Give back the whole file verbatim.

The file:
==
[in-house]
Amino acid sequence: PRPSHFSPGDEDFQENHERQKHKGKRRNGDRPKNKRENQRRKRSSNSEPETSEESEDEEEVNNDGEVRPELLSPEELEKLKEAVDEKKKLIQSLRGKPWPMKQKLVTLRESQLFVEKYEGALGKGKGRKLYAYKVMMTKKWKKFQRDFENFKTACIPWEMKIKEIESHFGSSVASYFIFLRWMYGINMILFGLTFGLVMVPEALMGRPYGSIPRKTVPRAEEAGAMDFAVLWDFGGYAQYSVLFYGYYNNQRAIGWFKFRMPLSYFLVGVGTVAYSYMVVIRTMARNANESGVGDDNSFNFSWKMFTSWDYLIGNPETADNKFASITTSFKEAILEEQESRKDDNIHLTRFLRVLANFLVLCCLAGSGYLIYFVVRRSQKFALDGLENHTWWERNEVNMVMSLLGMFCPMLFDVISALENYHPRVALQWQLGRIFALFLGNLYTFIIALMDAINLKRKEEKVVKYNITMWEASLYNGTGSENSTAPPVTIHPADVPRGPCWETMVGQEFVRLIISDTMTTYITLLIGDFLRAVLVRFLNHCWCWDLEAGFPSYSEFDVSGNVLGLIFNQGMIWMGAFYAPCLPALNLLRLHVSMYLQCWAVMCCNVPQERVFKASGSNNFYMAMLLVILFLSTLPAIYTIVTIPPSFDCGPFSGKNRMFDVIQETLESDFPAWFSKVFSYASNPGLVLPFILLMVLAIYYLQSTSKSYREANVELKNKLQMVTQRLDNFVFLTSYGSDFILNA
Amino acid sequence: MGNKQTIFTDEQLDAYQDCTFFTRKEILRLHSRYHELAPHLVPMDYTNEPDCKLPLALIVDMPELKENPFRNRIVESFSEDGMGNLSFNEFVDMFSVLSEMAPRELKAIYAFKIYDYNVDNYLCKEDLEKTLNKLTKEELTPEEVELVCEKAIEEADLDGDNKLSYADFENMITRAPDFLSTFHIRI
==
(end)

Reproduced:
[in-house]
Amino acid sequence: PRPSHFSPGDEDFQENHERQKHKGKRRNGDRPKNKRENQRRKRSSNSEPETSEESEDEEEVNNDGEVRPELLSPEELEKLKEAVDEKKKLIQSLRGKPWPMKQKLVTLRESQLFVEKYEGALGKGKGRKLYAYKVMMTKKWKKFQRDFENFKTACIPWEMKIKEIESHFGSSVASYFIFLRWMYGINMILFGLTFGLVMVPEALMGRPYGSIPRKTVPRAEEAGAMDFAVLWDFGGYAQYSVLFYGYYNNQRAIGWFKFRMPLSYFLVGVGTVAYSYMVVIRTMARNANESGVGDDNSFNFSWKMFTSWDYLIGNPETADNKFASITTSFKEAILEEQESRKDDNIHLTRFLRVLANFLVLCCLAGSGYLIYFVVRRSQKFALDGLENHTWWERNEVNMVMSLLGMFCPMLFDVISALENYHPRVALQWQLGRIFALFLGNLYTFIIALMDAINLKRKEEKVVKYNITMWEASLYNGTGSENSTAPPVTIHPADVPRGPCWETMVGQEFVRLIISDTMTTYITLLIGDFLRAVLVRFLNHCWCWDLEAGFPSYSEFDVSGNVLGLIFNQGMIWMGAFYAPCLPALNLLRLHVSMYLQCWAVMCCNVPQERVFKASGSNNFYMAMLLVILFLSTLPAIYTIVTIPPSFDCGPFSGKNRMFDVIQETLESDFPAWFSKVFSYASNPGLVLPFILLMVLAIYYLQSTSKSYREANVELKNKLQMVTQRLDNFVFLTSYGSDFILNA
Amino acid sequence: MGNKQTIFTDEQLDAYQDCTFFTRKEILRLHSRYHELAPHLVPMDYTNEPDCKLPLALIVDMPELKENPFRNRIVESFSEDGMGNLSFNEFVDMFSVLSEMAPRELKAIYAFKIYDYNVDNYLCKEDLEKTLNKLTKEELTPEEVELVCEKAIEEADLDGDNKLSYADFENMITRAPDFLSTFHIRI